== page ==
Saturday, October 1, 2011

Hatred and Ignorance

Some things, like hatred of others and ignorance, never change. Just a few well-known examples from the recent news:

1. At the last GOP debate among the various contenders for the presidential nomination, a serviceman serving in Iraq, Stephen Hill, identified himself as gay; the audience booed. None of the contenders condemned the booing or recognized the dedication and service of this soldier.

2. At a previous GOP convocation, Gov. Rick Perry was asked about his record number of death sentences--234--in Texas, and this time the audience applauded. Again, none of the contenders condemned the applause or even commented on it. They knew Perry was proud of his record as a tough law-and-order guy.

3. Thirty percent of Republicans polled last week indicated that they still believe Barack Obama is a Muslim, and 36% believe he is foreign born. No amount of media attention to the truth seems to change this type of belief, based, presumably, on the deep-seated feeling that Obama is "not one of us" and never will be.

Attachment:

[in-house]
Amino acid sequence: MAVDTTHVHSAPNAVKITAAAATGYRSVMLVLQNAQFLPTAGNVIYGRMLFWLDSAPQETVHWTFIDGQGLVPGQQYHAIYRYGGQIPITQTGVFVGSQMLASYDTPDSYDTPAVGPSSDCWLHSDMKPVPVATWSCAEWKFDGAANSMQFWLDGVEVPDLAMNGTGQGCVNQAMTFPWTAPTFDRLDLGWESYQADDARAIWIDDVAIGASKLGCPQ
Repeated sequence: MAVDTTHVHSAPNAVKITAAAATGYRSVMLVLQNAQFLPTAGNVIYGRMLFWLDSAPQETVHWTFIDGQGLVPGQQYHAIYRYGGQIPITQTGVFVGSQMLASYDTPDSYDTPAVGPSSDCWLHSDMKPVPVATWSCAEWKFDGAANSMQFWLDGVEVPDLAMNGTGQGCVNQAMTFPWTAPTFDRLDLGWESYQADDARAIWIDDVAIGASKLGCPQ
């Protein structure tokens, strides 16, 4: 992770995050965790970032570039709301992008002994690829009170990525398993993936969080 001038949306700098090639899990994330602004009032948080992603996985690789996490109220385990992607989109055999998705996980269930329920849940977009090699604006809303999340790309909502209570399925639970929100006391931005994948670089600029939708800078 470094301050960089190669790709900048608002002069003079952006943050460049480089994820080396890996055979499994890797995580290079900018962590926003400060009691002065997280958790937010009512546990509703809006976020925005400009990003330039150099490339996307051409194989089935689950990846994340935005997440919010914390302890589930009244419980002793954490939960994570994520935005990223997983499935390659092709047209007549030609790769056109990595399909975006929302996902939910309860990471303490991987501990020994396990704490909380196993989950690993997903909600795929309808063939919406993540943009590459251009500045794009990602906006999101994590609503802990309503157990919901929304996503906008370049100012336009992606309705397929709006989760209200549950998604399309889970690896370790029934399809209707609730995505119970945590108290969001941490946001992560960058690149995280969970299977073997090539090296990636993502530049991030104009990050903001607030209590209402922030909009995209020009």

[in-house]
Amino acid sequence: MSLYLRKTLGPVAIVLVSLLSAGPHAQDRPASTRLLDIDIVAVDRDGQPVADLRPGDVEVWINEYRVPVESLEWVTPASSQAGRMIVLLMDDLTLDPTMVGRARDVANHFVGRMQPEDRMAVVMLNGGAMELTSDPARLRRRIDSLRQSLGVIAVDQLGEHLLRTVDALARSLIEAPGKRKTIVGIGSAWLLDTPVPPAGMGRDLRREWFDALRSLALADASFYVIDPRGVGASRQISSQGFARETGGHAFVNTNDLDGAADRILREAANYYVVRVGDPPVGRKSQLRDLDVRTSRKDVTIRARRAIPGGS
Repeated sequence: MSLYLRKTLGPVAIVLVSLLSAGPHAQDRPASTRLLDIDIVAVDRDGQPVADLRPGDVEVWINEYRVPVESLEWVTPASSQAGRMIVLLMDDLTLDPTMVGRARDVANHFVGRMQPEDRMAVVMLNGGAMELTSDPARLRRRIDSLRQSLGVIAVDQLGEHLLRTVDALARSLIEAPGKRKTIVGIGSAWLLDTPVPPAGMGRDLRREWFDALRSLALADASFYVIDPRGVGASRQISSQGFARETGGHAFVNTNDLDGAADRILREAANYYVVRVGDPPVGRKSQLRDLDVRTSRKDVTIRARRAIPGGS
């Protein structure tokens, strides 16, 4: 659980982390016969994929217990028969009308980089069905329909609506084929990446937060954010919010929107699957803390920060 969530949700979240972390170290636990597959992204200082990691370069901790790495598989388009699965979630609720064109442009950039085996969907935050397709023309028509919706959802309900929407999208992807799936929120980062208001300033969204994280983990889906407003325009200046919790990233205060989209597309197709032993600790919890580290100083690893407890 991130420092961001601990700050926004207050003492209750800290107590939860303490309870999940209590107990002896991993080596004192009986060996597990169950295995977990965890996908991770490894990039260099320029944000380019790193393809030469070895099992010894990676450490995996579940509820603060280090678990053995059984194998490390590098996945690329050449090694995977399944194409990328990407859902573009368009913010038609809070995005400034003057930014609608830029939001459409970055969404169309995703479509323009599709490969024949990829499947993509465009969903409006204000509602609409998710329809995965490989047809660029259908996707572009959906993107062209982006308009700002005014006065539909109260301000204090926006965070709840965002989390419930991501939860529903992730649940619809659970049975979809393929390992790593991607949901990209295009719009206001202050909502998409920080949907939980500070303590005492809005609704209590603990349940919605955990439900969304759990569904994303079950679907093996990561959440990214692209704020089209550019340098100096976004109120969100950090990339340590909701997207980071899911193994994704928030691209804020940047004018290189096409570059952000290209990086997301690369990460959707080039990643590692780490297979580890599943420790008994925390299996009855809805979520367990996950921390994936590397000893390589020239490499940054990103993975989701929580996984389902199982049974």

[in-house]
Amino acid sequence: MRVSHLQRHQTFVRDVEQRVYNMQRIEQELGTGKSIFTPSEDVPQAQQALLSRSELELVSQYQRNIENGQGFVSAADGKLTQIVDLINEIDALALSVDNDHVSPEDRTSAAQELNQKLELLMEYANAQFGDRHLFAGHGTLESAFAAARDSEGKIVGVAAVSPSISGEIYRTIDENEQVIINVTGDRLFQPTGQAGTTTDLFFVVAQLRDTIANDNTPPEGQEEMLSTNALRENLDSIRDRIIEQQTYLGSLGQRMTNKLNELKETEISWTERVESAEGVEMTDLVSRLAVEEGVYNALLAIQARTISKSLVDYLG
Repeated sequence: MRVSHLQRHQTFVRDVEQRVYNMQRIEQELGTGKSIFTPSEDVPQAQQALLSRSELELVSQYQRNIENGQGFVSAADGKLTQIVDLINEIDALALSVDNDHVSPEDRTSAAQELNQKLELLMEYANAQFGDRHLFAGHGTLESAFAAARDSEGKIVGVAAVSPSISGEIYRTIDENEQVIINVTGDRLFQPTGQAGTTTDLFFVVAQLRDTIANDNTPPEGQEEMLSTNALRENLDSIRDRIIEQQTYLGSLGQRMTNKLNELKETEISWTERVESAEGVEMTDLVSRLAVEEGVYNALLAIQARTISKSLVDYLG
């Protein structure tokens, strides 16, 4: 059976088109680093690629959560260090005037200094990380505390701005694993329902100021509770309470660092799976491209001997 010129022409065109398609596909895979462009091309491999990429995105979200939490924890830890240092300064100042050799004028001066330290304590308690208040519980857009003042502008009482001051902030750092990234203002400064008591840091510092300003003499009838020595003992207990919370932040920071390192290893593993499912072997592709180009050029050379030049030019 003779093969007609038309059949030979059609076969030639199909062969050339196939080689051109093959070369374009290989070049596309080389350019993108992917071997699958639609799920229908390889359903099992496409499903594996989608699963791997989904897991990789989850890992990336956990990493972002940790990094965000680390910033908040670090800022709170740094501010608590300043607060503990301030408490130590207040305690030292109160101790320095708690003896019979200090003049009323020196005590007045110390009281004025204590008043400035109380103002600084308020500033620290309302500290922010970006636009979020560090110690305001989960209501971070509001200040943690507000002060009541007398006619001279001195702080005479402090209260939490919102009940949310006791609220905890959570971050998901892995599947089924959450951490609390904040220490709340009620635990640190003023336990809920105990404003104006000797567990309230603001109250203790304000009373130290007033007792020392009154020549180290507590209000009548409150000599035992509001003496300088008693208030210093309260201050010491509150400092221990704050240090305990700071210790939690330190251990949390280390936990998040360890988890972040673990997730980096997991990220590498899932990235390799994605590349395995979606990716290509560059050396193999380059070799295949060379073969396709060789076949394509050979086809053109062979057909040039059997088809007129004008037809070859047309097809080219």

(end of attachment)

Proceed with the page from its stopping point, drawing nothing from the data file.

4. A teenager, Jamey Rodemayer, 14, committed suicide after being bullied foir being gay. Even after his death, many kids chanted, "We're glad you're dead." Again, the origins of this hatred run very deep. And I wonder, having taught courses in hatred and evil, whether education is really the answer to reducing this type of evil since many people have closed minds.

When the ideology of ignorance, combined with self-righteous anger, triumphs over truth, we are in trouble. More and more, this country seems to be divided into two warring camps of the enlightened and the ignorant. My main remedy: turn off cable news and other news media as much as possible. Read alternative sources of information and keep thinking.

1 comment:

Gerry said...

One of my favorite political scientists, Kenneth Minogue, has a great book entitled "Alien Powers: The Pure Theory of Ideology." He traces the development of the doctrine back to the 18th Century. Surely "ignorance" (or, perhaps, "prejudice" in the Burkean sense) is not an ideology.